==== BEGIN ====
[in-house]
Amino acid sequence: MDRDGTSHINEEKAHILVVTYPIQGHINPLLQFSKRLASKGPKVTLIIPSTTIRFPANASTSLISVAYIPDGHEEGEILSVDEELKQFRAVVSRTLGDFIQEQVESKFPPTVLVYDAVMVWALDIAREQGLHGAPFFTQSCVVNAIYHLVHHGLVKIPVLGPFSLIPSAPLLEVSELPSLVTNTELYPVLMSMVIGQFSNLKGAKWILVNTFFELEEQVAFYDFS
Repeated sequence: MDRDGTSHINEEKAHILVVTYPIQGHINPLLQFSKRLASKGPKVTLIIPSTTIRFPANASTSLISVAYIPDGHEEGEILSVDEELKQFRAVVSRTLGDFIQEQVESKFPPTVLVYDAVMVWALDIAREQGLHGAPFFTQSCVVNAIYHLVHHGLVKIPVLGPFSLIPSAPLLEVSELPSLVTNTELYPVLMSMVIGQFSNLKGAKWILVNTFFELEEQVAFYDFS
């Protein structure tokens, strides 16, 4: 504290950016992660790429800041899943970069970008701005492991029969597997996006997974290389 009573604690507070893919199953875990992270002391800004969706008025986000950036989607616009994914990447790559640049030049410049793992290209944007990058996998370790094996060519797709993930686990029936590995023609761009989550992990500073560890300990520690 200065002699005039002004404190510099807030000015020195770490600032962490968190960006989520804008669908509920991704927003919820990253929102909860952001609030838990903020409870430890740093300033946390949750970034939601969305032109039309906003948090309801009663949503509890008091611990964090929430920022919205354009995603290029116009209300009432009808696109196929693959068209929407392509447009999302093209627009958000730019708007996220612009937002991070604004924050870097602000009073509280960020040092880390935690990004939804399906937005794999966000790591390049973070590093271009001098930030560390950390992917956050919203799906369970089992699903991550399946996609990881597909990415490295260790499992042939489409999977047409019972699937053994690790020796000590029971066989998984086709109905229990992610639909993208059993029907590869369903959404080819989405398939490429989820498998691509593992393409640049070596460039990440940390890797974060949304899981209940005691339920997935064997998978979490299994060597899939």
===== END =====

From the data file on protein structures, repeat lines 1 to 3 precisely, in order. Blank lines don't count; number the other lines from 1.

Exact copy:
[in-house]
Amino acid sequence: MDRDGTSHINEEKAHILVVTYPIQGHINPLLQFSKRLASKGPKVTLIIPSTTIRFPANASTSLISVAYIPDGHEEGEILSVDEELKQFRAVVSRTLGDFIQEQVESKFPPTVLVYDAVMVWALDIAREQGLHGAPFFTQSCVVNAIYHLVHHGLVKIPVLGPFSLIPSAPLLEVSELPSLVTNTELYPVLMSMVIGQFSNLKGAKWILVNTFFELEEQVAFYDFS
Repeated sequence: MDRDGTSHINEEKAHILVVTYPIQGHINPLLQFSKRLASKGPKVTLIIPSTTIRFPANASTSLISVAYIPDGHEEGEILSVDEELKQFRAVVSRTLGDFIQEQVESKFPPTVLVYDAVMVWALDIAREQGLHGAPFFTQSCVVNAIYHLVHHGLVKIPVLGPFSLIPSAPLLEVSELPSLVTNTELYPVLMSMVIGQFSNLKGAKWILVNTFFELEEQVAFYDFS